The following is a list of database store types supported by UltraLiteJ:
|Database store type||Platform support|
|File system store||Java SE|
|RIM object store (RIM11)||Java ME|
|Record store||Java ME|
|Non-persistent store||All Java platforms|
On a BlackBerry smartphone, the size of the database store is limited by the number of object handles available. The number of available object handles is determined by the size of the flash memory:
|Flash memory||Persistent handles||Handles|
UltraLiteJ requires an object handle to store a value in the database. For example, a table row with ten columns and two indexes requires a minimum of twelve object handles.
To permit a larger database store, UltraLiteJ requires a persistent object handle for each database page.
When creating your database, use the Configuration object to choose one of the following forms of persistence for your application.
Non-persistence Creating a NonPersist object configures a database store that only exists in memory. The database is created at startup, used while the application is running, then discarded when the application closes. When the application closes, all data contained in the non-persistent store is deleted.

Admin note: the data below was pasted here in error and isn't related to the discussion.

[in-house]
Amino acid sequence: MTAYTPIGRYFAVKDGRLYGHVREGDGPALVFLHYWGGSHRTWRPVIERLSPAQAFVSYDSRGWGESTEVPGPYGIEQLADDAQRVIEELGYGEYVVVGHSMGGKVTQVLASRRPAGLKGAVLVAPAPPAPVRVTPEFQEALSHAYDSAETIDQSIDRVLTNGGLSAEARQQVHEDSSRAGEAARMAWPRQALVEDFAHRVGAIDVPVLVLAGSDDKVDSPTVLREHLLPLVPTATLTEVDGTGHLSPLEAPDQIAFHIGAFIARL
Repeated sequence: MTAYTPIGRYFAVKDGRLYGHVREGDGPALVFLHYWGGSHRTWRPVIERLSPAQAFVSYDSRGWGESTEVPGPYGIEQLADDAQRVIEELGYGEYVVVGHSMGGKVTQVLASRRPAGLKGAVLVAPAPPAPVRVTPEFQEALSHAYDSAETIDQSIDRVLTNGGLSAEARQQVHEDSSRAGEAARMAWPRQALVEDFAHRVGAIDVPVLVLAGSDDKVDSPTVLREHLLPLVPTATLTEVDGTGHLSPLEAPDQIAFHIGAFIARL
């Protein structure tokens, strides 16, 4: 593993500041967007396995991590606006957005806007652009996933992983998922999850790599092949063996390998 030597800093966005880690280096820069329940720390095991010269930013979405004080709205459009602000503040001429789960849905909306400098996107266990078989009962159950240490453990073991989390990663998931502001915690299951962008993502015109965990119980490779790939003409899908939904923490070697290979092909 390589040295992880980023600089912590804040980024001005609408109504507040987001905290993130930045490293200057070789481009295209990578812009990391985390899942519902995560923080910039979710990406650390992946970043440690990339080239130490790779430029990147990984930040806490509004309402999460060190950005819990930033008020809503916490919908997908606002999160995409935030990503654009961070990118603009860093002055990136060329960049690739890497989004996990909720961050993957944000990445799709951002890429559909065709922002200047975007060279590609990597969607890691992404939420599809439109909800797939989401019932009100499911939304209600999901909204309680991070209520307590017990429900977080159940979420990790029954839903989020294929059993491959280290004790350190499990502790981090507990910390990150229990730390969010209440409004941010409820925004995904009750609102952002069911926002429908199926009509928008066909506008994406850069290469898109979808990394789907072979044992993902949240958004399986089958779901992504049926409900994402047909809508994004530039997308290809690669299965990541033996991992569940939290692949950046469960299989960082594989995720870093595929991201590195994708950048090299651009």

Write-at-end persistence When write-at-end persistence is enabled using the setWriteAtEnd method of a persistent configuration object, data is only written to the database when the connection is released. While this form of persistence improves the overall speed of transactions, data could be lost if the application terminates abnormally.
Shadow paging persistence Shadow paging is the strongest form of persistence. It can be enabled using the setShadowPaging method of a persistent configuration object. When enabled on startup, it provides database recovery to the state at the last checkpoint, even if the application terminates unexpectedly.
Simple paging persistence When shadow paging is not enabled, a simple paging implementation of persistence is used. All data is written to the same page from which data is read. The database is considered corrupt from the time updating starts to the time before updating completes. A corrupt database can be detected during startup, but it is not recoverable. In comparison to shadow paging, simple paging uses significantly less memory and improves performance.
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